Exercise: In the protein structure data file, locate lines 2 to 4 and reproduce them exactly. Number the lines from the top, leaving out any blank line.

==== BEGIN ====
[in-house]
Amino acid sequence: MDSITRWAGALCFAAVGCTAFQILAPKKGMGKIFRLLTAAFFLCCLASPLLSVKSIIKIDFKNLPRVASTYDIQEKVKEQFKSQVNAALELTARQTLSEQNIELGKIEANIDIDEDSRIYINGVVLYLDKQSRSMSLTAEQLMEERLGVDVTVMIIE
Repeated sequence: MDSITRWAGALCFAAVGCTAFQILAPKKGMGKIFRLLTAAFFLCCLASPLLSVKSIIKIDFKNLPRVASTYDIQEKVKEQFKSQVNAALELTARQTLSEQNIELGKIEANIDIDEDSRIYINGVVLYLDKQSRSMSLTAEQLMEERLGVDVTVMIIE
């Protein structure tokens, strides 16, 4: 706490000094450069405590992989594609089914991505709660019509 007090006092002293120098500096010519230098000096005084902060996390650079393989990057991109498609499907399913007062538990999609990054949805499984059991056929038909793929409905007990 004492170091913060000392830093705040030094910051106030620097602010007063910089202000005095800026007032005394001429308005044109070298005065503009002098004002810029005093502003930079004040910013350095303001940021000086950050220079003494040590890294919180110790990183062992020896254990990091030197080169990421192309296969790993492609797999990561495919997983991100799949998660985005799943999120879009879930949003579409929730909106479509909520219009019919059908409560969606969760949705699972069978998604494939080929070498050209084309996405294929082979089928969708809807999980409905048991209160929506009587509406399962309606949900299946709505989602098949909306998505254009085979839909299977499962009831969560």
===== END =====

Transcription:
Amino acid sequence: MDSITRWAGALCFAAVGCTAFQILAPKKGMGKIFRLLTAAFFLCCLASPLLSVKSIIKIDFKNLPRVASTYDIQEKVKEQFKSQVNAALELTARQTLSEQNIELGKIEANIDIDEDSRIYINGVVLYLDKQSRSMSLTAEQLMEERLGVDVTVMIIE
Repeated sequence: MDSITRWAGALCFAAVGCTAFQILAPKKGMGKIFRLLTAAFFLCCLASPLLSVKSIIKIDFKNLPRVASTYDIQEKVKEQFKSQVNAALELTARQTLSEQNIELGKIEANIDIDEDSRIYINGVVLYLDKQSRSMSLTAEQLMEERLGVDVTVMIIE
């Protein structure tokens, strides 16, 4: 706490000094450069405590992989594609089914991505709660019509 007090006092002293120098500096010519230098000096005084902060996390650079393989990057991109498609499907399913007062538990999609990054949805499984059991056929038909793929409905007990 004492170091913060000392830093705040030094910051106030620097602010007063910089202000005095800026007032005394001429308005044109070298005065503009002098004002810029005093502003930079004040910013350095303001940021000086950050220079003494040590890294919180110790990183062992020896254990990091030197080169990421192309296969790993492609797999990561495919997983991100799949998660985005799943999120879009879930949003579409929730909106479509909520219009019919059908409560969606969760949705699972069978998604494939080929070498050209084309996405294929082979089928969708809807999980409905048991209160929506009587509406399962309606949900299946709505989602098949909306998505254009085979839909299977499962009831969560």